I had a reader question about how I do research for a book, so in the next couple of writing posts I'll address that. I do three kinds of research: market research, idea generation research and fact research. This time, I'll talk about market research. I'll address the other two next time, since they involve similar reading but for different purposes.
Not every project needs market research, but if you're just starting to write or if you're writing something different than you've written before, I think it's a good idea to research the market. From the business perspective, it's good to know what else is out there. An editor making a pitch to her bosses to buy your book will have to present "comparable titles" and their sales figures, so you should probably be familiar with the books that might be considered similar. I think it can also help your creativity because if you know what's already been done, then you'll know for certain that the idea you thought was innovative really isn't, and you can force yourself to stretch a bit or come up with new twists. You'll also be familiar with what the likely readership for your book has probably already read and you'll get a sense of what they want and what they expect.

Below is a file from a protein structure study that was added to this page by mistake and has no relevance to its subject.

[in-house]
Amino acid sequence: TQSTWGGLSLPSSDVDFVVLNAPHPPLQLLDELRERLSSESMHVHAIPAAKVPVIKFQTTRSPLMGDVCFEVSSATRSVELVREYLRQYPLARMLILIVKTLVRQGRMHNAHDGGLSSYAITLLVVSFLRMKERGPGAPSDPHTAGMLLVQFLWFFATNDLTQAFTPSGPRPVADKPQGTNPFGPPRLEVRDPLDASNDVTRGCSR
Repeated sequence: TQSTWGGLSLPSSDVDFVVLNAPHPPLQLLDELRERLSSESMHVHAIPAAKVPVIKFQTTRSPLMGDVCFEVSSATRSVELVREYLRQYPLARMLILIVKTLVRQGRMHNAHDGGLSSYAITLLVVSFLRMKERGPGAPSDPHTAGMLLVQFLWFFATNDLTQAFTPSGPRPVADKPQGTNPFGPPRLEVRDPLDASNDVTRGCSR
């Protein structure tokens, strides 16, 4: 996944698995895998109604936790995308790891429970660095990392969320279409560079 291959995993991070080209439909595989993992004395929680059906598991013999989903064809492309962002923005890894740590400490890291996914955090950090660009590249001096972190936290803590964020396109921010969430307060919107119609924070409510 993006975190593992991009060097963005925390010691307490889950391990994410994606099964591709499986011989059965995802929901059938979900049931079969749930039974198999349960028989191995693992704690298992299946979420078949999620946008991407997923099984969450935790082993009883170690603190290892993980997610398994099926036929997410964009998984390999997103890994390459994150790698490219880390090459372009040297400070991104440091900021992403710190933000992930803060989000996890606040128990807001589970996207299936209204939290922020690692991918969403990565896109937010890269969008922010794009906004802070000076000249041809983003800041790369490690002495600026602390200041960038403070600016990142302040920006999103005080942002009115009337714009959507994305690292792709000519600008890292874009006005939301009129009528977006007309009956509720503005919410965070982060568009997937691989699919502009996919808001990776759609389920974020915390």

Here are some books to look for when you're researching the market:
1) The current bestsellers and award winners that are similar to the kind of book you're writing.
These are likely to be the books currently carrying the standard for your genre. They're the ones that will be used as comparable titles to sell and promote your book, may be written by the authors who will be asked to provide promotional blurbs for your book and are the ones the market will be most familiar with. This can give you an idea for what's selling well, as well as what readers may be starting to get tired of. They may tolerate a particular trope in a long-running series they're already invested in, but may not really welcome that trope in other books.